Your Name Engraved Herein is a melancholy and emotional film set in 1987 just as martial law ends in Taiwan. The film explores the relationship between Jia-han and Birdy, two boys in a Catholic school who are in a romantic relationship. The movie tackles homophobia and social stigma in society which evokes a bleak and rather depressing atmosphere, emphasised by the movie's earthy aesthetic. There is a rawness in the film’s narrative and dialogue, topped off by the lead actors’ successfully raw performances. Your Name Engraved Herein is tender as well as heartbreaking, occasionally depicting the joy of youth.
Find the best movies and show to watch from the year 2020. These handpicked recommendations are highly-rated by viewers and critics.
This slow Italian drama tells the true story of Mafia boss Tommaso Buscetta, who became the highest-profile Mafia informant at the time of his arrest in the 1980s.
Tommaso, while supervising a criminal network in Sicily, moved to Rio de Janeiro in Brazil to attempt a more legal and quieter life. His role catches up with him and he is quickly arrested.
As a biopic, it rarely depicts violence or glorifies organized crime. Instead, it attempts to document the life of a Mafia boss more realistically: a life of always looking over one's shoulder and of constant loss. Eventually, the movie focuses on what it would take for a man like Tommaso to flip, and what that would cost him.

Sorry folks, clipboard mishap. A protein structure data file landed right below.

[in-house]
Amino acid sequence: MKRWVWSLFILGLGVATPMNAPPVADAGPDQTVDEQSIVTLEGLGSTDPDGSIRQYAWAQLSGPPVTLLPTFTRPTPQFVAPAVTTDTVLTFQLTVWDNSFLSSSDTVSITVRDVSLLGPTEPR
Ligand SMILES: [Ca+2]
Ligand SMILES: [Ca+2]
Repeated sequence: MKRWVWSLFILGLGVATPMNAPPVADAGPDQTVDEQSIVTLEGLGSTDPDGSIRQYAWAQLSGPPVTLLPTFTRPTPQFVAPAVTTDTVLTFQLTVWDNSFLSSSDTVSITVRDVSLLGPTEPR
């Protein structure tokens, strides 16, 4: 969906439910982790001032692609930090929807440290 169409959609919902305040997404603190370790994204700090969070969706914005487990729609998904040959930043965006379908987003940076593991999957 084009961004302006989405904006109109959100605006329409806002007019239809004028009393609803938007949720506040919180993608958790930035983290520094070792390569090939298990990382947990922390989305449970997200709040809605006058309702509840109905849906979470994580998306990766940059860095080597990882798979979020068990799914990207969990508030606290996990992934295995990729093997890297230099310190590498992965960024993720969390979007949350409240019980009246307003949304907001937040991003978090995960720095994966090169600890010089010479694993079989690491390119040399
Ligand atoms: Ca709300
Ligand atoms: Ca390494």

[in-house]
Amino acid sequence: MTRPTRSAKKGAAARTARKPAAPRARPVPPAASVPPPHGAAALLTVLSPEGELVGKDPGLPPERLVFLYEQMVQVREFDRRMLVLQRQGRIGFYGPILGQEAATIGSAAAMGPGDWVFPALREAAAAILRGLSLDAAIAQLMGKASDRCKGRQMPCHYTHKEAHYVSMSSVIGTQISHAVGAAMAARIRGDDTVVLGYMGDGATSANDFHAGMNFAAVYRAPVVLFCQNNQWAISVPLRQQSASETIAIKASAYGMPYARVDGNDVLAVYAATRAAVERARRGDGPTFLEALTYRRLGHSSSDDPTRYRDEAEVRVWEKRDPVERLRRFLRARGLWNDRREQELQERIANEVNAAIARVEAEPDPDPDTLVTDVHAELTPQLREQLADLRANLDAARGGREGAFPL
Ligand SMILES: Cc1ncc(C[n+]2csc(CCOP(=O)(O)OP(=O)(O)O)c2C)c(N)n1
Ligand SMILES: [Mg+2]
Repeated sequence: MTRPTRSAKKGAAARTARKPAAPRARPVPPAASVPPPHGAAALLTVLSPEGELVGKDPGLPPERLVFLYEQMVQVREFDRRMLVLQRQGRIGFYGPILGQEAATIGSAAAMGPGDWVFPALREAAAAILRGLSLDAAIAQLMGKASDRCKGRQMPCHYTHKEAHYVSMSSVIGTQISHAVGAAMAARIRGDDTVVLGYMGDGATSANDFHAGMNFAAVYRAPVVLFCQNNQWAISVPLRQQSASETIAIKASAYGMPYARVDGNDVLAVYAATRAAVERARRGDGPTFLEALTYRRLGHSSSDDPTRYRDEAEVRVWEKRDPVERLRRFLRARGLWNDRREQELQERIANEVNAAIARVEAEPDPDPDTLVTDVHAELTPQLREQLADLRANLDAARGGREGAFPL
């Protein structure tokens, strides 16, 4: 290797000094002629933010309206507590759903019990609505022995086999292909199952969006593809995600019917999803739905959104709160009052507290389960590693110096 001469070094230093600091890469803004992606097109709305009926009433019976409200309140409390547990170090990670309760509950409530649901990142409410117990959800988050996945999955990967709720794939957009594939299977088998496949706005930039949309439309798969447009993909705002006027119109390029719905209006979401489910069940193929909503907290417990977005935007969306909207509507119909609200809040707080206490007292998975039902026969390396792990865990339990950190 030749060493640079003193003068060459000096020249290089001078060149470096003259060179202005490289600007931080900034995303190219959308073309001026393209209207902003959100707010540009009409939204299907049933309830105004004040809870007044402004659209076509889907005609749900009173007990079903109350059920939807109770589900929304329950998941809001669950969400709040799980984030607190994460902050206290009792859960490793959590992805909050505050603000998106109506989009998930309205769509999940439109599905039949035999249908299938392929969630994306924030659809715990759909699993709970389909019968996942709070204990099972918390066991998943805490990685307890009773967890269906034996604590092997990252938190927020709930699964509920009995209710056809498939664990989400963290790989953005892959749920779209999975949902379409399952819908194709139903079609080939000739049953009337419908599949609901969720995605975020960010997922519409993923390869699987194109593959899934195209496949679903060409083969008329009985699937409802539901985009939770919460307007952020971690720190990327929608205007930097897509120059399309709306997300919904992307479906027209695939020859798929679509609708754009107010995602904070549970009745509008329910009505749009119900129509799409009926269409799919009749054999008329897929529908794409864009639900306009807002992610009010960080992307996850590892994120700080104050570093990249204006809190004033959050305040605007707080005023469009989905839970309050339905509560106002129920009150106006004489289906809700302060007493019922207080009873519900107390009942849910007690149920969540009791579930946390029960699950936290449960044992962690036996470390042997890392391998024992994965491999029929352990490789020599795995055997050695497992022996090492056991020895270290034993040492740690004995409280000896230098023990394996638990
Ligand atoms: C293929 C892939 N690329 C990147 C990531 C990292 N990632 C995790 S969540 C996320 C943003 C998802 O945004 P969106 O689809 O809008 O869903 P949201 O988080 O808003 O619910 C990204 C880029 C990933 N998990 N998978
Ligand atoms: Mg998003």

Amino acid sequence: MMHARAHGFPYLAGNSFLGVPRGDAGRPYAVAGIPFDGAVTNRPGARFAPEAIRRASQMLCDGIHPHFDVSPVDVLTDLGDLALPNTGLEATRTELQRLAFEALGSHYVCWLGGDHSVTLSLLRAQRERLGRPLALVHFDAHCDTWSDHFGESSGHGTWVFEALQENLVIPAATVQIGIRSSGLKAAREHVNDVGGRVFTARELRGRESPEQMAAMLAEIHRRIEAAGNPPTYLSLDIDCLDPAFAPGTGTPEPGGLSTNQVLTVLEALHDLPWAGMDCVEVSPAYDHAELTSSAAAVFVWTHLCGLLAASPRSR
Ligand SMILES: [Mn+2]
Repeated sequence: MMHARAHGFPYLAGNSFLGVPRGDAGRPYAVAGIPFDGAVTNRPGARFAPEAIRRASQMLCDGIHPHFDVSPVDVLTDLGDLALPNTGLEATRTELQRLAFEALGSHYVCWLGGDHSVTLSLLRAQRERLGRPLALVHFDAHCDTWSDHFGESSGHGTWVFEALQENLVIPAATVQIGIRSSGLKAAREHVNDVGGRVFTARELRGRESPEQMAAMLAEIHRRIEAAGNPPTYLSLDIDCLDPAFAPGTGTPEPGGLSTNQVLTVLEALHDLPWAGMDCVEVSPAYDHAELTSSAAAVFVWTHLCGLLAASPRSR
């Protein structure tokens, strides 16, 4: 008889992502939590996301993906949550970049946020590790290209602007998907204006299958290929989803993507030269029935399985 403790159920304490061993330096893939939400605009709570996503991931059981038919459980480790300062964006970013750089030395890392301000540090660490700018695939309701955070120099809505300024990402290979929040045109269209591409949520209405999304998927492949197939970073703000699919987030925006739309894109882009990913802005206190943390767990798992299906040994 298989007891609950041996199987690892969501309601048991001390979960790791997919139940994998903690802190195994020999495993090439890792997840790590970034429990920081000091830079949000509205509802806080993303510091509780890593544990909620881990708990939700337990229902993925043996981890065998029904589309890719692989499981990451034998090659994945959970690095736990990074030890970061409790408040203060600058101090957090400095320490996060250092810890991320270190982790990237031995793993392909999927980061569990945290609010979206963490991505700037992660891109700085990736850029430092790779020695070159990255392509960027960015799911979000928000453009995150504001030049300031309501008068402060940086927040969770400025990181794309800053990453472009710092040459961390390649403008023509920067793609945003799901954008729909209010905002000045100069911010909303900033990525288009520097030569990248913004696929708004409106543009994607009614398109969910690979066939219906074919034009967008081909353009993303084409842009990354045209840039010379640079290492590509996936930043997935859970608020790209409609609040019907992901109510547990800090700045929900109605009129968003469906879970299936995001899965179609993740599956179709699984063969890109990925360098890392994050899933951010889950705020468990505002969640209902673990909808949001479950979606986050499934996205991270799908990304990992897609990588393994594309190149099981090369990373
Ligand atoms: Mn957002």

The Mafia topic might feel overdone, but watching this, it's startling to realize how few thorough character studies have come out in film.
Hailed as one of the best shows of the year, Gangs of London is a big and brutal account of a gang war that takes place in modern-day London.
It’s big both in terms of scale and budget, but also risk. Each episode runs a long 90 minutes, and the violence is truly exceptional. The first scene will tell you everything you need to know.
Two misfits, an immigrant and a traveling cook, team up to start an unlikely enterprise in this slow but captivating drama. The story, set in 19th century Pacific Northwest, evolves around the arrival of the first cow to that part of the world. This presents a unique opportunity that the two main characters try to benefit from.
First Cow is a mix between a Western and a modern-day plot-less indie drama. It has likable characters, stunning scenery, and a fascinating look into how social outcasts lived back then.
The drug trade is international, but it is rarely portrayed as such on TV. Drug thrillers often take place in one country and in one or two languages (usually Spanish and English) - but in reality, there are producers, buyers, and sellers, all based in different parts of the world. So a show depicting the drug business in a realistic way should also move around the world. ZeroZeroZero is that. It’s a fast thriller set in many countries: The U.S., Italy, Mexico, Senegal, and Morocco to name a few. The stunning cinematography bounces between contexts seamlessly, telling a nihilistic yet thrilling story of a conflict that starts within the Italian Mafia.